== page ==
The ghost fruits of Madagascar: Identifying dysfunctional seed dispersal in Madagascar's endemic flora - Royal Botanic Gardens, Kew research repository
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Journal article

The ghost fruits of Madagascar: Identifying dysfunctional seed dispersal in Madagascar's endemic flora

February 2020

Abstract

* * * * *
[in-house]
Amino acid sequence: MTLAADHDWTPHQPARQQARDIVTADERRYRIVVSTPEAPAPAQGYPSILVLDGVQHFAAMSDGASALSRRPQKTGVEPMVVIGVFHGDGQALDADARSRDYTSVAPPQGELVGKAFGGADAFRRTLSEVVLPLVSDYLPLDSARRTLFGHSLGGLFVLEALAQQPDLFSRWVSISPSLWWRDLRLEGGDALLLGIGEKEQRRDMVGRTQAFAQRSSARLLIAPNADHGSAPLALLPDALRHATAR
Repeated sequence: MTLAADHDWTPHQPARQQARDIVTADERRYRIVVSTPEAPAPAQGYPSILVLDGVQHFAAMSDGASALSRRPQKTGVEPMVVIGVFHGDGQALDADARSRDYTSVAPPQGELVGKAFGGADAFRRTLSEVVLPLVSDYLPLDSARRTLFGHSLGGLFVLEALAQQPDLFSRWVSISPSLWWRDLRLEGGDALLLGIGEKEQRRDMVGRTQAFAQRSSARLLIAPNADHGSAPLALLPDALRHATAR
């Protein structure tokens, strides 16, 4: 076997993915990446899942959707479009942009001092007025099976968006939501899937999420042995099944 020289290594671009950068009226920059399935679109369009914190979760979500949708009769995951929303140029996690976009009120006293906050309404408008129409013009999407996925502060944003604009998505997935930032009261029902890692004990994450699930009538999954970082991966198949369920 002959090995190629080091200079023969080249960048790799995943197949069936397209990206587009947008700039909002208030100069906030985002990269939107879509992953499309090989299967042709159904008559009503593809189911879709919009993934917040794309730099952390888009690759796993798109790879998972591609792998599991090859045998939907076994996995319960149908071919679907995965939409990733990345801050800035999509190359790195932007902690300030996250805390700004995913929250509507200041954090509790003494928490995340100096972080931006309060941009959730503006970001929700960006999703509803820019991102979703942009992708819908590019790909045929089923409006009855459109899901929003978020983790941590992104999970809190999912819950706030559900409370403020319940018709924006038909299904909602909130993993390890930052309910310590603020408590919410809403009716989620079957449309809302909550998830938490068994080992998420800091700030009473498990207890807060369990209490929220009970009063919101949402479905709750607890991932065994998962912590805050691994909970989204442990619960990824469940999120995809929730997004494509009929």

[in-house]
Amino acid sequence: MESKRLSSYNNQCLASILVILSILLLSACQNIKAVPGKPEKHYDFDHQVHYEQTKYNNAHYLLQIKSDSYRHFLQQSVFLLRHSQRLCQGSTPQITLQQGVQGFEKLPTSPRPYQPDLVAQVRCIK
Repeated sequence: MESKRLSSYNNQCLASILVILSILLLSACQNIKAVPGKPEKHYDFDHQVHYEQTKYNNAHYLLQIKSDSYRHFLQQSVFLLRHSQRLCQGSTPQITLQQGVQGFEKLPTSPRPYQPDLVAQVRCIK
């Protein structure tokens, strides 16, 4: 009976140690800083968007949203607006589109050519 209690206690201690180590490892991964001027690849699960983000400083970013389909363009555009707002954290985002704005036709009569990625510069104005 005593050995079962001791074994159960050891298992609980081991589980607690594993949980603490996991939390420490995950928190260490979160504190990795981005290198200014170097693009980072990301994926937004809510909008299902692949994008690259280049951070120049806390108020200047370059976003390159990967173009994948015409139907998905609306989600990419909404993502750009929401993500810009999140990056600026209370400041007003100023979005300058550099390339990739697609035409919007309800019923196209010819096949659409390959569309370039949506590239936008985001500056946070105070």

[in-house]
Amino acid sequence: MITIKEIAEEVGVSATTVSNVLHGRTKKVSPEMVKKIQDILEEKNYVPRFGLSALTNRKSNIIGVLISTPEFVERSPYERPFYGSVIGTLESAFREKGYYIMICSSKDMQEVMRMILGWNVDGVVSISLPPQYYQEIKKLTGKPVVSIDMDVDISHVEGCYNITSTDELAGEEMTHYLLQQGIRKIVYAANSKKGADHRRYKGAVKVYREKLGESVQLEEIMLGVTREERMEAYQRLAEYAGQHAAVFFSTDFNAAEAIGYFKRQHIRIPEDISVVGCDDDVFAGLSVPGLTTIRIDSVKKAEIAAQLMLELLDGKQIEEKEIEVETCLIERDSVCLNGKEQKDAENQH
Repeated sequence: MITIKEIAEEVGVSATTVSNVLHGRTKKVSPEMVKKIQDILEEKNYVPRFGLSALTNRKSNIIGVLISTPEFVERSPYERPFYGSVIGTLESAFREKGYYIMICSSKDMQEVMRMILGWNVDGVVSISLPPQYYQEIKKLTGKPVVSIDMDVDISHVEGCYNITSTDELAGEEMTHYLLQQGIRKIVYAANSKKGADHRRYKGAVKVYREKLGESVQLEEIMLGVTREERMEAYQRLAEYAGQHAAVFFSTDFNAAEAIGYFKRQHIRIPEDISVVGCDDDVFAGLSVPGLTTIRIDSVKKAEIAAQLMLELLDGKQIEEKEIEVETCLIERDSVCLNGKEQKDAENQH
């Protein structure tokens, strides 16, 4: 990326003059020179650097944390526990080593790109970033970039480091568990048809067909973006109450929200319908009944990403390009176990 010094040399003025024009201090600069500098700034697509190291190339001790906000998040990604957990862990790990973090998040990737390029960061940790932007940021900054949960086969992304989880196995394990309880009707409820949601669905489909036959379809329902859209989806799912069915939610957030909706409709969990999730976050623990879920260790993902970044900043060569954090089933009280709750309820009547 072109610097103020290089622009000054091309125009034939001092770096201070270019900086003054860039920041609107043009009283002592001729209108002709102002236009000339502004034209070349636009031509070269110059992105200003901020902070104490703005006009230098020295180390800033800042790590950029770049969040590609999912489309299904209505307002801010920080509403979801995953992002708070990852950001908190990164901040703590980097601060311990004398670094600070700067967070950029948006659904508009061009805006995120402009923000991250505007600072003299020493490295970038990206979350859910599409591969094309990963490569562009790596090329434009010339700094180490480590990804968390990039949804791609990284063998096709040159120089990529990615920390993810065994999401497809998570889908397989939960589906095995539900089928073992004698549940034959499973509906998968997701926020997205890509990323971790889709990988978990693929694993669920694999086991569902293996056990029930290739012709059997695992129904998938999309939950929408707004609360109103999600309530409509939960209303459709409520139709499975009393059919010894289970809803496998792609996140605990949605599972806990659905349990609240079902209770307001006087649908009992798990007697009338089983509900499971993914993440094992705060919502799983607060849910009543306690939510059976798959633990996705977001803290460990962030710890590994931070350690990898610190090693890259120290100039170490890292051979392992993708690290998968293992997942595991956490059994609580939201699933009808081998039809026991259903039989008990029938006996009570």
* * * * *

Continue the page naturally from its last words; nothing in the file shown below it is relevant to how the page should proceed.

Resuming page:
Madagascar lost a large number of large-bodied animal species during the Holocene. Many of them played important roles as seed dispersers. In the case of the largest-seeded species, giant lemurs or elephant birds may have been the sole dispersers because no extant frugivore has a gape size large enough to ingest those seeds. These plant species now show all the hallmarks of anachronistic species. The consequences of dispersal gaps caused by megafaunal extinctions are exacerbated by the continuing decline of the range distribution of extant dispersers, particularly lemurs. In this paper, we identify dispersal gaps in Madagascar and highlight dysfunctional seed dispersal – systems in which plants have lost animal mutualists. We obtained data on seed dispersal, traits and distribution of plants and frugivores in Madagascar from the literature, online databases, and using herbarium specimens. We estimated the number of potential dispersers for each endemic endozoochorous plant species, by comparing the seed size of each plant species to the size of the largest seed that each frugivore can swallow whole. We estimated the number of available lemur dispersers by matching the distribution of plant species to the distribution of potential dispersers. We found that, out of the 3018 studied endozoochorous plant species, two species have experienced the complete extinction of their main dispersers while 487 species suffer from the local extinction of their suitable dispersers. A limited number of dispersers could be one of the main reasons why most of these plant species are now on the edge of extinction.

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